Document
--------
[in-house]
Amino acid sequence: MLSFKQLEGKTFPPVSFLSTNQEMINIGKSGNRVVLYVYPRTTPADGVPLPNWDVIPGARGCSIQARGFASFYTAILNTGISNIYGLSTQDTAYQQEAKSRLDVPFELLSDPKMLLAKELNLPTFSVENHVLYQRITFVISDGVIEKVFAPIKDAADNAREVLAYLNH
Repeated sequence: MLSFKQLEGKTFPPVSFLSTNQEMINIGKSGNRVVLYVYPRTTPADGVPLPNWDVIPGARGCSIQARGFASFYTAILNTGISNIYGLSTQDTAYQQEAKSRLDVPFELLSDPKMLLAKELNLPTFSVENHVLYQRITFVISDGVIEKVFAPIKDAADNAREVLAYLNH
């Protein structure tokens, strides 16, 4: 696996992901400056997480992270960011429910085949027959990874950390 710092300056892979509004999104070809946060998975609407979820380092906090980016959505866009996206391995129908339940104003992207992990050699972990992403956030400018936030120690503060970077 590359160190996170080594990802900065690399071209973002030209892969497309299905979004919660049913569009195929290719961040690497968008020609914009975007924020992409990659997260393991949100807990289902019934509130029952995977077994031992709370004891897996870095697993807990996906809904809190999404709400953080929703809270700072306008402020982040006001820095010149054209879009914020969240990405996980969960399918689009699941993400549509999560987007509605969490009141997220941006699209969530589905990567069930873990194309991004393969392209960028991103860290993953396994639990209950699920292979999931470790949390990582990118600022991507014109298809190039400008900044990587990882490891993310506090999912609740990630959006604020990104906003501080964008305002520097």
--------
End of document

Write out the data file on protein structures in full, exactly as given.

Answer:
[in-house]
Amino acid sequence: MLSFKQLEGKTFPPVSFLSTNQEMINIGKSGNRVVLYVYPRTTPADGVPLPNWDVIPGARGCSIQARGFASFYTAILNTGISNIYGLSTQDTAYQQEAKSRLDVPFELLSDPKMLLAKELNLPTFSVENHVLYQRITFVISDGVIEKVFAPIKDAADNAREVLAYLNH
Repeated sequence: MLSFKQLEGKTFPPVSFLSTNQEMINIGKSGNRVVLYVYPRTTPADGVPLPNWDVIPGARGCSIQARGFASFYTAILNTGISNIYGLSTQDTAYQQEAKSRLDVPFELLSDPKMLLAKELNLPTFSVENHVLYQRITFVISDGVIEKVFAPIKDAADNAREVLAYLNH
């Protein structure tokens, strides 16, 4: 696996992901400056997480992270960011429910085949027959990874950390 710092300056892979509004999104070809946060998975609407979820380092906090980016959505866009996206391995129908339940104003992207992990050699972990992403956030400018936030120690503060970077 590359160190996170080594990802900065690399071209973002030209892969497309299905979004919660049913569009195929290719961040690497968008020609914009975007924020992409990659997260393991949100807990289902019934509130029952995977077994031992709370004891897996870095697993807990996906809904809190999404709400953080929703809270700072306008402020982040006001820095010149054209879009914020969240990405996980969960399918689009699941993400549509999560987007509605969490009141997220941006699209969530589905990567069930873990194309991004393969392209960028991103860290993953396994639990209950699920292979999931470790949390990582990118600022991507014109298809190039400008900044990587990882490891993310506090999912609740990630959006604020990104906003501080964008305002520097």